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Transliteration with Hard Monotonic Attention

Code for the EMNLP paper, "Bootstrapping Transliteration with Guided Discovery for Low-Resource Languages".


  1. python3
  2. pytorch version '0.3.1'. Can be installed using the following command,
conda install -c pytorch pytorch=0.3.1
  1. editdistance
pip install editdistance

Using Trained Models for Generating Transliterations

Download and untar the relevant trained model. Right now the models for bengali, kannada or hindi trained on the NEWS2015 datasets are available.

Each tarball contains the vocab files and the pytorch model.

Interactive Mode

To run in interactive mode

./ hindi_data.vocab hindi.model

You will see a prompt to enter surface forms in the source writing script (see below)

:INFO: => loading checkpoint hindi.model
:INFO: => loaded checkpoint!
enter surface:ओबामा
ओ ब ा म ा
[(-0.4624647759074629, 'o b a m a')]

Get Predictions for Test input

  1. First prepare a test file (let's call it hindi.test) such that each line contains a sequence of space separated characters of each input token,
आ च र े क र
आ च व ल
  1. Then run the trained model on it using the following command,
./ hindi_data.vocab hindi.model hindi.test hindi.test.out

This will generate output in the test file as follows,

आ च र े क र      a c h a r e k a r;a c h a b e k a r;a a c h a r e k a r -0.6695770507547368;-2.079195646460341;-2.465612842870943

where the 2nd column is the (';' delimited) output from the beam search (using beam_width of 3) and 3rd column contains the (';' delimited) corresponding scores for each item. That is, the model score for a c h a r e k a r was -0.6695770507547368.

Training Your Own Model

  1. First compile the C code for the aligner.
cd baseline/
  1. write you train, dev and test data in the following format,
x1 x2 x3<tab>y1 y2 y3 y4 y5

where x1x2x3 is the input word (xi is the character), and y1y2y3y4y5 is the desired output (transliteration). Example train and test files for bengali are in data/ folder. There is a optional 3rd column marking whether the word is native or foreign (see the paper for these terms); this column can be ignored for most purposes.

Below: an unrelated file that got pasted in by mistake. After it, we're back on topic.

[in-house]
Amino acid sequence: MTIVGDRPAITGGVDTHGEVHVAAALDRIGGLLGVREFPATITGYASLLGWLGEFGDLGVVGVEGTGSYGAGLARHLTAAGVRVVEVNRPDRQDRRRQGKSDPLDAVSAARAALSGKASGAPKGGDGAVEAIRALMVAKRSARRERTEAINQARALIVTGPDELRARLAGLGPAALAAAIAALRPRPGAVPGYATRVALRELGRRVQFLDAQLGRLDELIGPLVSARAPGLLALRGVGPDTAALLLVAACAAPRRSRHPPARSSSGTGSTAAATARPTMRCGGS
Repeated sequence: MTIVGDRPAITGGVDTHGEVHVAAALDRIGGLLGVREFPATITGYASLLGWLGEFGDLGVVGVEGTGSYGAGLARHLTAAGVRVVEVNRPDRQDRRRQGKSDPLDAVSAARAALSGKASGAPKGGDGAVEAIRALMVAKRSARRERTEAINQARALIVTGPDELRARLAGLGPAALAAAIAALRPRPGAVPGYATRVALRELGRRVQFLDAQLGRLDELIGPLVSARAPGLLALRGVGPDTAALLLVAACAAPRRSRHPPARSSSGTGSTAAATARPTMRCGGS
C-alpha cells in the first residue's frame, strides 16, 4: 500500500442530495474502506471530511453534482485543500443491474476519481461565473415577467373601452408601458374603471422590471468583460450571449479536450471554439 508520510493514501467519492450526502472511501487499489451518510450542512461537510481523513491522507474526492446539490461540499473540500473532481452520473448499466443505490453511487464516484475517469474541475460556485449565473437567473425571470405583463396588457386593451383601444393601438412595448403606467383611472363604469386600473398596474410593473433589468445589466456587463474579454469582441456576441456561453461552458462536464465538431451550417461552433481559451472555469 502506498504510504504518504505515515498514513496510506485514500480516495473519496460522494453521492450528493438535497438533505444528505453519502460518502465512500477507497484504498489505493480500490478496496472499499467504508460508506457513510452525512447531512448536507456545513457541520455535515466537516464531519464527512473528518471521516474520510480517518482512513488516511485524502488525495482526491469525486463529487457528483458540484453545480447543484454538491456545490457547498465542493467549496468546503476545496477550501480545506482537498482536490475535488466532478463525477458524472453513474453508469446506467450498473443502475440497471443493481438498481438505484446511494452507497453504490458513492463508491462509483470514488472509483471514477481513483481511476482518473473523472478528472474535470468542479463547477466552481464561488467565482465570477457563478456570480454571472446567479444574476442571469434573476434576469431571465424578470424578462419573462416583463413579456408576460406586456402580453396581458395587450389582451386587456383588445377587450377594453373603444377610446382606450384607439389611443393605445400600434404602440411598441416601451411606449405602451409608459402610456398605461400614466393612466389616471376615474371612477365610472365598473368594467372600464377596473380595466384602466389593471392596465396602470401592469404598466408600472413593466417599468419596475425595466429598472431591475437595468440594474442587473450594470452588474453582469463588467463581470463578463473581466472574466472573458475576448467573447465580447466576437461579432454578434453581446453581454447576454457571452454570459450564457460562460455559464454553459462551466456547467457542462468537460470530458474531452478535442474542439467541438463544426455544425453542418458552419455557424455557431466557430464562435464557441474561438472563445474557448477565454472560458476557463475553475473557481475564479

1. Create the vocab files and aligned data using
./ hindi_train.txt hindi_dev.txt 100 hindi_data.vocab hindi_data.aligned  

This will create two vocab files hindi_data.vocab.envoc and hindi_data.vocab.frvoc, and a file hindi_data.aligned containing the (monotonically) aligned training data .

  1. Run on your train (say train.txt) and dev file (dev.txt) as follows,
./ hindi_data.vocab hindi_data.aligned hindi_dev.txt 100 hindi.model

where 100 is the random seed and hindi.model is the output model. Other parameters like embedding size, hidden size (see utils/ for all options) can be specified by modifying the script appropriately.

  1. Test the trained model as follows,
./ hindi_data.vocab hindi.model hindi_test.txt output.txt

The output should report relevant metrics,

:INFO: --------------------TEST--------------------
:INFO: running infer on example 200
:INFO: running infer on example 400
:INFO: running infer on example 600
:INFO: running infer on example 800
:INFO: accuracy 367/997=0.37
:INFO: accuracy (nat) 308/661=0.47
:INFO: accuracy (eng) 59/336=0.18
:INFO: ********************total********************
:INFO: ACC:          0.371457 (367/988)
:INFO: Mean F-score: 0.910995
:INFO: Mean ED@1: 1.136640+-1.167
:INFO: Mean NED@1: 0.084884
:INFO: Median ED@1: 1.000000


Transliteration using Sequence to Sequence transduction using Hard Monotonic Attention, based on our EMNLP 2018 paper







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